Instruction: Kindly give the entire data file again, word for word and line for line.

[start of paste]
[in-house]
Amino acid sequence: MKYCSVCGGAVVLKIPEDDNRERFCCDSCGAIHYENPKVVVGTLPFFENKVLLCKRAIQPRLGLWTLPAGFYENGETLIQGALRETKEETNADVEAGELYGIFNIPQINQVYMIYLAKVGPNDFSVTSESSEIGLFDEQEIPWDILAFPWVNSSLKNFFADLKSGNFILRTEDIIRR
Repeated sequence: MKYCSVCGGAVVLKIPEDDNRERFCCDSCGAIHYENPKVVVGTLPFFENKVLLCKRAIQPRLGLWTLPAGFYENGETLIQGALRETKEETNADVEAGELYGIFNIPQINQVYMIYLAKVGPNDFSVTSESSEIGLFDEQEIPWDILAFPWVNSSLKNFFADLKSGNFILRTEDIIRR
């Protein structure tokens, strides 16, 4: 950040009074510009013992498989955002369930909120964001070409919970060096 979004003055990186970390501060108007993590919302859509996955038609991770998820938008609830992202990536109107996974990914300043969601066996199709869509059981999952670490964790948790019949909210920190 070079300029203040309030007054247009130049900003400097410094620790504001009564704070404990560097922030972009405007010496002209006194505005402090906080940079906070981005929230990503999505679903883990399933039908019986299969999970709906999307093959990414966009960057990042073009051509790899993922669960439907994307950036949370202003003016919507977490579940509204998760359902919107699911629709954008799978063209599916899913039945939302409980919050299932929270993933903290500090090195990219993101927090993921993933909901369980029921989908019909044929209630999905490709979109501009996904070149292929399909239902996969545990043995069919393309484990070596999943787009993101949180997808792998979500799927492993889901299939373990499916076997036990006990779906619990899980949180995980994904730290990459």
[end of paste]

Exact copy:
[in-house]
Amino acid sequence: MKYCSVCGGAVVLKIPEDDNRERFCCDSCGAIHYENPKVVVGTLPFFENKVLLCKRAIQPRLGLWTLPAGFYENGETLIQGALRETKEETNADVEAGELYGIFNIPQINQVYMIYLAKVGPNDFSVTSESSEIGLFDEQEIPWDILAFPWVNSSLKNFFADLKSGNFILRTEDIIRR
Repeated sequence: MKYCSVCGGAVVLKIPEDDNRERFCCDSCGAIHYENPKVVVGTLPFFENKVLLCKRAIQPRLGLWTLPAGFYENGETLIQGALRETKEETNADVEAGELYGIFNIPQINQVYMIYLAKVGPNDFSVTSESSEIGLFDEQEIPWDILAFPWVNSSLKNFFADLKSGNFILRTEDIIRR
């Protein structure tokens, strides 16, 4: 950040009074510009013992498989955002369930909120964001070409919970060096 979004003055990186970390501060108007993590919302859509996955038609991770998820938008609830992202990536109107996974990914300043969601066996199709869509059981999952670490964790948790019949909210920190 070079300029203040309030007054247009130049900003400097410094620790504001009564704070404990560097922030972009405007010496002209006194505005402090906080940079906070981005929230990503999505679903883990399933039908019986299969999970709906999307093959990414966009960057990042073009051509790899993922669960439907994307950036949370202003003016919507977490579940509204998760359902919107699911629709954008799978063209599916899913039945939302409980919050299932929270993933903290500090090195990219993101927090993921993933909901369980029921989908019909044929209630999905490709979109501009996904070149292929399909239902996969545990043995069919393309484990070596999943787009993101949180997808792998979500799927492993889901299939373990499916076997036990006990779906619990899980949180995980994904730290990459």